Putting Numbers to Nature
By Wendee Holtcamp
When a Minnesota corn farmer fertilizes his land, he improves his crop yield and his bottom line. But if some of the fertilizer runs off into streams and out into the Mississippi River, that benefit comes at a cost. The nitrogen- and phosphorus-infused water tumbles past 10 states before emptying into the Gulf of Mexico. The gulf’s 7,700-square-mile summertime dead zone is directly linked to upstream fertilizer use.
“Farmers get the value of the crops they grow, but they don’t pay anything for the loss of water quality downstream,” says Institute on the Environment resident fellow Stephen Polasky, an environmental economist in the University of Minnesota’s College of Food, Agricultural and Natural Resource Sciences. Although economists can quantify the monetary impacts to commercial fisheries, the loss of less-celebrated organisms, such as worms, sea stars or zooplankton, is rarely factored in.
Enter the Natural Capital Project. A partnership between academia and on-the-ground practitioners, the project is one of the world’s first attempts to mainstream ecosystem services—the very real but often underappreciated “life support” a healthy environment provides, including clean water, clean air, flood control, biodiversity, and the recreational and spiritual benefits of nature.
“We want to bring to bear on the decisions made by firms, individuals and government agencies the underlying values of ecosystem services and biodiversity,” explains Polasky, one of the project’s intellectual leaders. “Oftentimes those values, even though important, are not captured in decision making.”
The Natural Capital Project “came together over many beers and chocolate,” says Peter Kareiva, a chief scientist with The Nature Conservancy who co-founded the project with Stanford biology professor Gretchen Daily and Taylor Ricketts of World Wildlife Fund.
Polasky developed InVEST, the software undergirding the project. The software allows users to assign values to various landscape types in a geographic information system (GIS) framework. One can look at a landscape’s present status and model future trends on local, regional or global scales. The model’s output can be biophysical—such as tons of carbon sequestered—or economic.
“Steve Polasky taught us the value of thinking in terms of trade-offs and decision support tools to maximize the benefits of land use decisions,” says Kareiva.
The Natural Capital Project began turning theory into practice in 2006, calculating values for carbon sequestration and river basin conservation in the Yunnan Province of China, hydropower and timber products in Tanzania’s Eastern Arc Mountains, and similar projects in California, Oregon and Hawaii. Polasky, who helped bring the IonE on board as a Natural Capital Project partner this year, led a pilot study examining a Minnesota farmer’s conservation-minded land use decisions, such as adding streamside buffers to a farm, as a “proof of concept.” The results were predictable.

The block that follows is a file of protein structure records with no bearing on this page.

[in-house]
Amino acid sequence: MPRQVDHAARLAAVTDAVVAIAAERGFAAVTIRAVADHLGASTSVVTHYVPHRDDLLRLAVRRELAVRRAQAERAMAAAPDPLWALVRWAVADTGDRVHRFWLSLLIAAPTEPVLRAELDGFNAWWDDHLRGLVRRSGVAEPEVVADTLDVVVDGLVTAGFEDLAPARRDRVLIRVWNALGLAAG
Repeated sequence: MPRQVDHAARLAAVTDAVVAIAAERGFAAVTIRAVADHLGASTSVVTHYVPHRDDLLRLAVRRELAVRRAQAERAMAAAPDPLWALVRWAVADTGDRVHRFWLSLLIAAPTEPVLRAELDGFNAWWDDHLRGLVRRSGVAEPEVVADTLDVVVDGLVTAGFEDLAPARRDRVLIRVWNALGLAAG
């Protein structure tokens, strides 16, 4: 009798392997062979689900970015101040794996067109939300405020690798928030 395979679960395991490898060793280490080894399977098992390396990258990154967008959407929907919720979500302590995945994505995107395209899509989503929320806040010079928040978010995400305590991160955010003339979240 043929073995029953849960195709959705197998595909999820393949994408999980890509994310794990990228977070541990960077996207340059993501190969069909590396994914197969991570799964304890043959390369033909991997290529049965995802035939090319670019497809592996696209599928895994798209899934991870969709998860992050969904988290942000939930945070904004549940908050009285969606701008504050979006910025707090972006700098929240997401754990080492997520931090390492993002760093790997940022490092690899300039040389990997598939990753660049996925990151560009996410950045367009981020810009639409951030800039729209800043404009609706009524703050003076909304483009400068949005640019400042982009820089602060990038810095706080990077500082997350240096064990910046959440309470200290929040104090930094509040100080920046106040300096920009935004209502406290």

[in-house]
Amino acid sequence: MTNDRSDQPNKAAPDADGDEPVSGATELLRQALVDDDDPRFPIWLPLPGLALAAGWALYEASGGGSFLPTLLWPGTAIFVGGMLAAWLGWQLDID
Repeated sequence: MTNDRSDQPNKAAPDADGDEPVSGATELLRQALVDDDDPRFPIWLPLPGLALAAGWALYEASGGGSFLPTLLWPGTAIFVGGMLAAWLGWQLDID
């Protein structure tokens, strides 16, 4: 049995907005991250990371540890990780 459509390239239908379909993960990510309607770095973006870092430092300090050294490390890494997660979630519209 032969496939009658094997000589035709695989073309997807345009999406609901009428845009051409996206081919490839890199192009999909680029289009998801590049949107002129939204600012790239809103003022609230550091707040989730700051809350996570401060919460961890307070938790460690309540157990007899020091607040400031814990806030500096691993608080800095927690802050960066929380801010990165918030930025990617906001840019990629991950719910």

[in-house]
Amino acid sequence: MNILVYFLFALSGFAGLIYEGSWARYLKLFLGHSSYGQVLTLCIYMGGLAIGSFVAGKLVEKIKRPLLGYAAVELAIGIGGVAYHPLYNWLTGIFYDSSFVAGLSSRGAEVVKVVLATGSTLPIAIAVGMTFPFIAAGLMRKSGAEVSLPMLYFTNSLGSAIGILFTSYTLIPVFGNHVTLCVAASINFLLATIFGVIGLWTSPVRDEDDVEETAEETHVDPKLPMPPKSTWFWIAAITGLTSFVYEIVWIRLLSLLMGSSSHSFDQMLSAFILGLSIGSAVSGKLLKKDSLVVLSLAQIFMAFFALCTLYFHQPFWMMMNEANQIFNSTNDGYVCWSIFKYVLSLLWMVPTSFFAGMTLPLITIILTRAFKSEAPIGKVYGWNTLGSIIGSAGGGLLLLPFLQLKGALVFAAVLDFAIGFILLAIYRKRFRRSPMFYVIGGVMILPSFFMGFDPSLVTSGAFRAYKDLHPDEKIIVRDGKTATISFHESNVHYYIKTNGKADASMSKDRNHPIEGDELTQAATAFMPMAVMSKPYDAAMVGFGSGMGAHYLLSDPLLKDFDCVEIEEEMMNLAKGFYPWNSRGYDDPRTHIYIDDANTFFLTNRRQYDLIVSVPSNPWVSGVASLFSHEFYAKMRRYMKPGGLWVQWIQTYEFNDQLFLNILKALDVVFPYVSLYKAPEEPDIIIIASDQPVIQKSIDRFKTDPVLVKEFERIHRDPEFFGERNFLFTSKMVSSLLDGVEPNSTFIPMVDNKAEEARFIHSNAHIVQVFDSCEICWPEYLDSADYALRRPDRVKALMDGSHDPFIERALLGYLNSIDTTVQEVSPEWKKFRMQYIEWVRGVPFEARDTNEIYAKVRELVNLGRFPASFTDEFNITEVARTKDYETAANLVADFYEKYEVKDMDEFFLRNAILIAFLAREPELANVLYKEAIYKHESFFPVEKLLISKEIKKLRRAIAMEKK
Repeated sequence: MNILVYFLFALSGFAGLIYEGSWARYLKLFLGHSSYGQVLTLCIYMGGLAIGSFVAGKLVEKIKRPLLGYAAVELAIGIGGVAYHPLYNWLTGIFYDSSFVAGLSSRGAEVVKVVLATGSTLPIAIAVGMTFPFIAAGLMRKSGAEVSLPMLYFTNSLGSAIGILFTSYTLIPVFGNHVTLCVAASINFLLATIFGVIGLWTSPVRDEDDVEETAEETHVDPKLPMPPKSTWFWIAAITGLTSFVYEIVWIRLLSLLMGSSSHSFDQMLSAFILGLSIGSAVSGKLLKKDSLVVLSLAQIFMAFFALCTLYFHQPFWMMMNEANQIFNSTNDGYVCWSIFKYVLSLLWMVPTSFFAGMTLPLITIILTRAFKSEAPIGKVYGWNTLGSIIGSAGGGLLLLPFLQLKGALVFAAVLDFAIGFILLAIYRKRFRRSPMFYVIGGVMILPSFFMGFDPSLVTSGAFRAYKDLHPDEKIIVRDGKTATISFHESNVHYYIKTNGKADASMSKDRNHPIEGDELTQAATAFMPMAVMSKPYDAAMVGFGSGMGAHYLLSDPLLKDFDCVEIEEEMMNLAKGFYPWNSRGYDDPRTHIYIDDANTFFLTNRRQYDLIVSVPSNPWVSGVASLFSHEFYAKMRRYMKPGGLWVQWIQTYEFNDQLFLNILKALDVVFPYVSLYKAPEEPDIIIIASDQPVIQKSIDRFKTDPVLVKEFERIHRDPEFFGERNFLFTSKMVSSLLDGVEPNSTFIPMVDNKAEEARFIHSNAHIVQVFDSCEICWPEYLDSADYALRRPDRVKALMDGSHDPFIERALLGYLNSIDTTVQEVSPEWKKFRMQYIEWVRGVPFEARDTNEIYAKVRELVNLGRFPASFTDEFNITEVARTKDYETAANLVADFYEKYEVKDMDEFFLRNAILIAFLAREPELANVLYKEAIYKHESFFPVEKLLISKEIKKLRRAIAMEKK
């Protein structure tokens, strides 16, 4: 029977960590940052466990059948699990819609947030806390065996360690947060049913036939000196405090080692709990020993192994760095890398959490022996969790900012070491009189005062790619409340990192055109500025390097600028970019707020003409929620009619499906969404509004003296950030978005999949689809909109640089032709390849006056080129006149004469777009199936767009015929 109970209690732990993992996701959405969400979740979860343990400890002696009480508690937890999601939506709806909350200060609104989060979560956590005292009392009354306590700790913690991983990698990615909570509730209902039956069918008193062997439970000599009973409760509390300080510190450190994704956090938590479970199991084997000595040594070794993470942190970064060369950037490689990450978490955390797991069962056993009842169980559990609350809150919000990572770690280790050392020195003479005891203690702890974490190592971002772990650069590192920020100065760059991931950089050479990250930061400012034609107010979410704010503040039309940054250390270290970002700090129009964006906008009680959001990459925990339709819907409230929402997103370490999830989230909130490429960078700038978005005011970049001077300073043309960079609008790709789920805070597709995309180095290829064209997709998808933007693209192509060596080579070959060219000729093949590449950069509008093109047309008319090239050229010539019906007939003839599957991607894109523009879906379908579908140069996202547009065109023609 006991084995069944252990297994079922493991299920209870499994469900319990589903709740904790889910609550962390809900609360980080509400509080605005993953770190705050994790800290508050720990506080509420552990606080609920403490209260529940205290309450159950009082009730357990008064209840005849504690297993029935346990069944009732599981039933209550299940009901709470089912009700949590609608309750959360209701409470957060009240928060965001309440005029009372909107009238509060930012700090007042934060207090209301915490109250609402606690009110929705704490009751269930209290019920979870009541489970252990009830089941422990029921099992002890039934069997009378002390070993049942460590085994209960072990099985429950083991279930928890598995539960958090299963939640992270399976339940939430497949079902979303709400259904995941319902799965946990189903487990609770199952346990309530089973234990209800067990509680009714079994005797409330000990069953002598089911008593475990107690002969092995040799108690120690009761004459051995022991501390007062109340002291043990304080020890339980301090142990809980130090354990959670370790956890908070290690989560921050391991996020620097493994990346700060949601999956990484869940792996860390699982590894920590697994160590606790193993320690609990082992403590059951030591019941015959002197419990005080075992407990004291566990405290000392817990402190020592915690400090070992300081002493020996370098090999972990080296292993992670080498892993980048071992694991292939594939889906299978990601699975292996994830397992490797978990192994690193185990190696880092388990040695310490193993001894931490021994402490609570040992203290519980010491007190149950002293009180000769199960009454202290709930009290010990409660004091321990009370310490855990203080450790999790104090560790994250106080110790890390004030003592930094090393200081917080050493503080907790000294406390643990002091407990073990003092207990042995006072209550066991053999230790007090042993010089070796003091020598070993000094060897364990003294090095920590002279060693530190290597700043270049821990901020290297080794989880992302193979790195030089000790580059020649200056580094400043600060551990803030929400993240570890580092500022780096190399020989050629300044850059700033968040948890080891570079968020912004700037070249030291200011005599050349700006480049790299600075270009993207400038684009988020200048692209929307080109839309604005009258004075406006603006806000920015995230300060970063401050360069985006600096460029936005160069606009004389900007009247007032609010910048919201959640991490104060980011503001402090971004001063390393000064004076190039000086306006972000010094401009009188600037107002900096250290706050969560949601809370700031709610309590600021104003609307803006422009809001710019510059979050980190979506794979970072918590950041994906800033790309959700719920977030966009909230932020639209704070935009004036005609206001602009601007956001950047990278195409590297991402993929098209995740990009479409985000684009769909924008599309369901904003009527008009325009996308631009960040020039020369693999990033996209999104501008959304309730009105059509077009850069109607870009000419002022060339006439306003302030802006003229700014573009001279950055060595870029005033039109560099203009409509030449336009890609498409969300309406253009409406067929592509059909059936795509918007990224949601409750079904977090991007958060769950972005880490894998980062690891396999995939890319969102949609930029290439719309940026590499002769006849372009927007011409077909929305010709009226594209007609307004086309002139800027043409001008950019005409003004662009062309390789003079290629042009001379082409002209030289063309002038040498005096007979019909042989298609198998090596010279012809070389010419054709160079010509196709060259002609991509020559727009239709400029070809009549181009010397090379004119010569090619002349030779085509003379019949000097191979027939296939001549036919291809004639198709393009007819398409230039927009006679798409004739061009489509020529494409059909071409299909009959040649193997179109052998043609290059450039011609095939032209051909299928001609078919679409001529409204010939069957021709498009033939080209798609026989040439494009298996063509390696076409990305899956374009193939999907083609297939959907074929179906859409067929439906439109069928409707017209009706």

“If you just look at commodity returns—traditional economic calculations—doing those conservation practices didn’t add up, since you’re taking land out of agricultural production,” says Polasky. “But if you added in the value of ecosystem services, all sets of users end up many times better off under conservation scenarios. It really points out the importance of incorporating the full set of consequences into decision making, instead of the partial list that typically gets considered.”
Since then, Natural Capital projects have influenced land use decisions around the world. In Hawaii, Kamehameha Schools used InVEST to analyze trade-offs associated with three land use options—biofuel feedstock, residential development, or diversified agriculture and forestry—for 10,500 acres of watershed land they owned on Oahu. Although residential development would yield more income, it would also cause declines in both carbon stocks and water quality. The schools opted to develop the land using diversified sustainably managed agriculture and forestry, which increases carbon stocks and helps protect the watershed.
In the long run, the goal of the Natural Capital Project is to make considering ecosystem services in land use decisions mainstream, says Polasky. That takes working with all segments of society to show that preserving the environment does not have to harm someone’s livelihood. In many cases, it may just help.
Houston-based freelance writer and photographer Wendee Holtcamp has published in magazines such as Scientific American, OnEarth, National Wildlife, and Smithsonian. She is also Animal Planet’s news blogger.
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Last modified on January 23, 2012